Removing 1 PCV Dose Might Save $429 Million

Larry Hand

July 01, 2013

Changing the schedule from 3 to 2 primary pneumococcal conjugate vaccine (PCV) doses, but keeping a booster dose, might save a gross of $500 million for a birth cohort of 4.3 million children, according to an article published online July 1 in Pediatrics.

The savings would be reduced to $429 million after accounting for increases in medical and nonmedical costs of $79 million. When potential fatal and nonfatal outcomes are considered, savings would range from $143,000 to $4 million for each additional quality-adjusted life-year (QALY), the researchers report. However, they suggest the additional medical costs might be mitigated by increased vaccine coverage.

Charles Stoecker, PhD, from the National Center for Immunization and Respiratory Diseases, Centers for Disease Control and Prevention, Atlanta, Georgia, and colleagues used a probabilistic model to calculate the potential savings.

The current PCV 13-valent regiment (PCV13) is highly effective but is also the most expensive vaccine on the routine US pediatric schedule, at ~$100 a dose. Introduction of the PCV7 vaccine in 2000 was associated with significant mortality cost reductions, and introduction of the PCV13 regimen in 2010 "holds promise for further reductions," the researchers write.

To save costs, however, many countries have adopted and continue to support a 3-dose schedule in lieu of the 4 doses (3 primary and 1 booster) currently recommended in the US schedule.

The researchers used Monte Carlo simulation in spreadsheet-based software to project cost savings for a birth cohort equivalent to the 2010 US birth cohort of 4,312,097, combining those data with the most recent life expectancy and background mortality estimates by age from 2007. They tracked invasive pneumococcal disease (IPD) incidence in the model through age 10 years.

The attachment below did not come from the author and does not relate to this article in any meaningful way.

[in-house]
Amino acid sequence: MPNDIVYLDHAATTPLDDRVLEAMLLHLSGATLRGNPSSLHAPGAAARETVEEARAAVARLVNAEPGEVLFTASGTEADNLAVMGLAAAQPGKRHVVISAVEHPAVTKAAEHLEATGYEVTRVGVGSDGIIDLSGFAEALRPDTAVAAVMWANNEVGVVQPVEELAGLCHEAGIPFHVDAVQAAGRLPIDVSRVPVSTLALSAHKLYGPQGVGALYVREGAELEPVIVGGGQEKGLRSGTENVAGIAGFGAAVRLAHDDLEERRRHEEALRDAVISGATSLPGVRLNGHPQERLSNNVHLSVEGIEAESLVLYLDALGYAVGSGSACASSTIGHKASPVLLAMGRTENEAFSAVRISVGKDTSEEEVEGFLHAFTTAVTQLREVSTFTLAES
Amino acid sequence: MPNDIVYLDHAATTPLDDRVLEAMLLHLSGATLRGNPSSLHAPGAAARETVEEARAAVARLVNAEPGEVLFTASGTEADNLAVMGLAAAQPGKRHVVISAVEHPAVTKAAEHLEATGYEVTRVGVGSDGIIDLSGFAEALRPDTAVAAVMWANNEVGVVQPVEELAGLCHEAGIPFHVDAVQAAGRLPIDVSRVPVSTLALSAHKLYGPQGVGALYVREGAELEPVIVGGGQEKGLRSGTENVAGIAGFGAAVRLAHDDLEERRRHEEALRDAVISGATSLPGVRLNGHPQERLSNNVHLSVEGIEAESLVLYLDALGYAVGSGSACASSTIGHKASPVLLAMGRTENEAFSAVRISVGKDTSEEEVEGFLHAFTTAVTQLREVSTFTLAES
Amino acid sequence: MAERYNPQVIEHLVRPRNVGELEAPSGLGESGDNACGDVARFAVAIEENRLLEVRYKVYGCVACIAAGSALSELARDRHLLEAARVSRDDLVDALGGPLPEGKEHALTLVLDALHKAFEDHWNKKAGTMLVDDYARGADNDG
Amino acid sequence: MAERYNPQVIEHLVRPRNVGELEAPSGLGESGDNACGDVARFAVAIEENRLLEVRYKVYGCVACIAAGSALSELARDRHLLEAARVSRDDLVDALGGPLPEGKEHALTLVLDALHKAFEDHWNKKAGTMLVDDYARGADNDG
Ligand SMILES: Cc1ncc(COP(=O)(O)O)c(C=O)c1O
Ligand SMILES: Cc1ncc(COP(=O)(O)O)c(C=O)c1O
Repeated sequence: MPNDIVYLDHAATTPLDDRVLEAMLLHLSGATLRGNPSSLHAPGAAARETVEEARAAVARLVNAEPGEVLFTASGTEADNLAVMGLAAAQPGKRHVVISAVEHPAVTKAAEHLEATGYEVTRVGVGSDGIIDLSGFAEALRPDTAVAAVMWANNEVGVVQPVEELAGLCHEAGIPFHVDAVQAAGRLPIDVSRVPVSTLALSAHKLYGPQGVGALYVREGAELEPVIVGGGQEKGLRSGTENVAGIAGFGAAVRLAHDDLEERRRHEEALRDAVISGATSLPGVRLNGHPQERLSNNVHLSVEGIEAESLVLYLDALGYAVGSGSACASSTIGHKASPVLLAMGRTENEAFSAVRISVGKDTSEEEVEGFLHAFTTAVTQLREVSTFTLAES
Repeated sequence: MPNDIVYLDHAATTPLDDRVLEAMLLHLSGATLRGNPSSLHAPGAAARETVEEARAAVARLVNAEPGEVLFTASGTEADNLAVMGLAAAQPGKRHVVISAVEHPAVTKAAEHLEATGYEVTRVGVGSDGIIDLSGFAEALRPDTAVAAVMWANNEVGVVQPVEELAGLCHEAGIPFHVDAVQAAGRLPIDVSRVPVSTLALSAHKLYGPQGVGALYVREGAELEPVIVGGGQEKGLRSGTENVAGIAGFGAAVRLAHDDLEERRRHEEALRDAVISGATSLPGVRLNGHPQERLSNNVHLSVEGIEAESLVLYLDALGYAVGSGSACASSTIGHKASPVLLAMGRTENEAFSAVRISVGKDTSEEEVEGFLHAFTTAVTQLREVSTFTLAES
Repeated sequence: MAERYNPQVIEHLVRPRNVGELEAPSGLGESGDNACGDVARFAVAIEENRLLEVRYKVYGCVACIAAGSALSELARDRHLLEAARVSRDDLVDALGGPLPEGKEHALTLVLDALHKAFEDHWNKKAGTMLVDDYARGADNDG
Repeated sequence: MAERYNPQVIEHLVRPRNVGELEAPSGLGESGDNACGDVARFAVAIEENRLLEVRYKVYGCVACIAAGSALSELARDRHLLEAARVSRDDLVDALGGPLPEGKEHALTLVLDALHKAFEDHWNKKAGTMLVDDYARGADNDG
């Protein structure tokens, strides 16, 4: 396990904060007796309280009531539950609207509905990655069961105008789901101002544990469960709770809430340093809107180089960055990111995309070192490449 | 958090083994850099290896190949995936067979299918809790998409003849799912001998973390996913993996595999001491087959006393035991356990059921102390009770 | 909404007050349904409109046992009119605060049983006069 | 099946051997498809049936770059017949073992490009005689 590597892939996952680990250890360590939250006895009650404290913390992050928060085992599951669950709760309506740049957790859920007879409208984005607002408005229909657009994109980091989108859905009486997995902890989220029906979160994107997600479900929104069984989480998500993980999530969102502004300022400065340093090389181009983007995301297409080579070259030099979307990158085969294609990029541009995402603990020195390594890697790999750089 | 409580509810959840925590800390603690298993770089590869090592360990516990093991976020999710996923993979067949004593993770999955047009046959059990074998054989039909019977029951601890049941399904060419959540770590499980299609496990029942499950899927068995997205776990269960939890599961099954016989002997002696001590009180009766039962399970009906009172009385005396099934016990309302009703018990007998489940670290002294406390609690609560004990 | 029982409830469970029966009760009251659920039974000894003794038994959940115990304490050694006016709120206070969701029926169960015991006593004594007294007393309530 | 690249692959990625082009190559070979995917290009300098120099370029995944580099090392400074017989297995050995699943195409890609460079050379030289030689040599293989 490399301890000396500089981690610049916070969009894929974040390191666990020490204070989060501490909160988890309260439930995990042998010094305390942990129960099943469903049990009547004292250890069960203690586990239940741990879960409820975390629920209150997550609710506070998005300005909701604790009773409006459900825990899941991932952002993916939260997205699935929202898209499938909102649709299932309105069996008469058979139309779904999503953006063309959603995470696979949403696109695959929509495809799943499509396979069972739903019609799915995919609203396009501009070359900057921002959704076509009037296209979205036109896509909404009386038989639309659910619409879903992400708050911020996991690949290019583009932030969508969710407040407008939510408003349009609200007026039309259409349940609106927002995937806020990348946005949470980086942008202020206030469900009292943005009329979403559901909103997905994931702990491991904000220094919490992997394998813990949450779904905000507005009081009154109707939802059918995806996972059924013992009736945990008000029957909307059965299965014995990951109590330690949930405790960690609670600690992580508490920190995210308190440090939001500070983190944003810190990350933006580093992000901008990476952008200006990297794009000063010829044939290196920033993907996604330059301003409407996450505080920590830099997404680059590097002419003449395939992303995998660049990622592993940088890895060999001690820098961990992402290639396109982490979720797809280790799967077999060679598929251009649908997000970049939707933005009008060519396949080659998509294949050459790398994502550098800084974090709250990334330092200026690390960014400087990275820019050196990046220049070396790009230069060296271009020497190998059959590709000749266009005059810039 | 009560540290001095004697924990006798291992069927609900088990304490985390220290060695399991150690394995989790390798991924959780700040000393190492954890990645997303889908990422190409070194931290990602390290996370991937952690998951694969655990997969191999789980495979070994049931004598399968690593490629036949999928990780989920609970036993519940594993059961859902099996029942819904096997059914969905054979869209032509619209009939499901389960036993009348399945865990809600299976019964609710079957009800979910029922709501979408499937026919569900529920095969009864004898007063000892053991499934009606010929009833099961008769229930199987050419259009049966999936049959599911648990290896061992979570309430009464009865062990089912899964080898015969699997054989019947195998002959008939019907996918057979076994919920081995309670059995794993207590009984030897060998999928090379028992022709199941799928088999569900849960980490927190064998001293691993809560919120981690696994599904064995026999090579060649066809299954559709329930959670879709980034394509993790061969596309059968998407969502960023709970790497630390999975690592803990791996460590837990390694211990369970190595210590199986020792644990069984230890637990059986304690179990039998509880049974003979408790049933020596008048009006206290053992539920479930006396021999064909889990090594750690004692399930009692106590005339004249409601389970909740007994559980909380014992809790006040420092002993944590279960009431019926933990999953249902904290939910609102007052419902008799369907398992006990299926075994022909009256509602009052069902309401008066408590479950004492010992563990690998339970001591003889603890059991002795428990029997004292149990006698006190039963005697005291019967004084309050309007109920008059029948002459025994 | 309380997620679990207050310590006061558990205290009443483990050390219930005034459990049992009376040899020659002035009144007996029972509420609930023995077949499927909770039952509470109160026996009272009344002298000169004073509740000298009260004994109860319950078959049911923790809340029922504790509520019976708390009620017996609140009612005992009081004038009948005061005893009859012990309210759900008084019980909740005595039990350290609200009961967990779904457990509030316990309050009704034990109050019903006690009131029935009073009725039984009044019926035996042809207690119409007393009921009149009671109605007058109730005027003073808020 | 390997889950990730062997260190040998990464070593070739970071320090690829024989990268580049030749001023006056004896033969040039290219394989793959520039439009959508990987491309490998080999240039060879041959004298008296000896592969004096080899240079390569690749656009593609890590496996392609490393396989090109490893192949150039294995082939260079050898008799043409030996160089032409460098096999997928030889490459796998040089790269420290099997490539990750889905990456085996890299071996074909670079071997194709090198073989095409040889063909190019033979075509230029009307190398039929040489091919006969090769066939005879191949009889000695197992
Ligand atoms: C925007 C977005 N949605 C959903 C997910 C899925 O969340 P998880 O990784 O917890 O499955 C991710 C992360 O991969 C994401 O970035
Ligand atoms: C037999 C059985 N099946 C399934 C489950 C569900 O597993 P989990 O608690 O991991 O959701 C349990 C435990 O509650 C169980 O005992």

They modeled PCV13 effect on PCV13-serotype IPD for all-cause mortality and all-cause otitis media for the 3+1 and 2+1 dose schedules. They found that removing the third primary dose from the schedule could increase IPD cases by 44, deaths by 2.5, pneumonia hospitalizations by about 1500, outpatient-treated pneumonia cases by 10,000, tympanostomy tube replacements by 2300, and otitis media cases by 261,000.

"Our Monte Carlo simulations indicated that 2+1 saved more than $100,000 per QALY lost in 99% of simulations and saved >$450,000 per QALY lost in 55% of simulations," the researchers write. "We also found that when a change to a 2+1 schedule was combined with a coverage expansion from the current 83.3% to 86.0% there were (on net) no additional deaths."

In an accompanying editorial, Emmanuel B. Walter, MD, MPH, and Dennis A. Clements, MD, PhD, MPH, from the Department of Pediatrics, Duke University School of Medicine, Durham, North Carolina, write, "Ironically, as the authors point out, the majority of cost savings for PCV are related to reductions in costs for treating very frequently occurring infections, such as otitis media, rather than less commonly occurring but more serious life-threatening IPD. Before contemplating a switch to a 3-dose series, it is important to remember the most serious diseases that PCV prevents and [ensure] that the dosing schedule ultimately chosen is up to the challenge of preventing these infections."

The authors have disclosed no relevant financial relationships. Dr. Walter has received funding from Pfizer to conduct research studies. Dr. Clements has disclosed no relevant financial relationships.

Pediatrics. Published online July 1, 2013. Abstract


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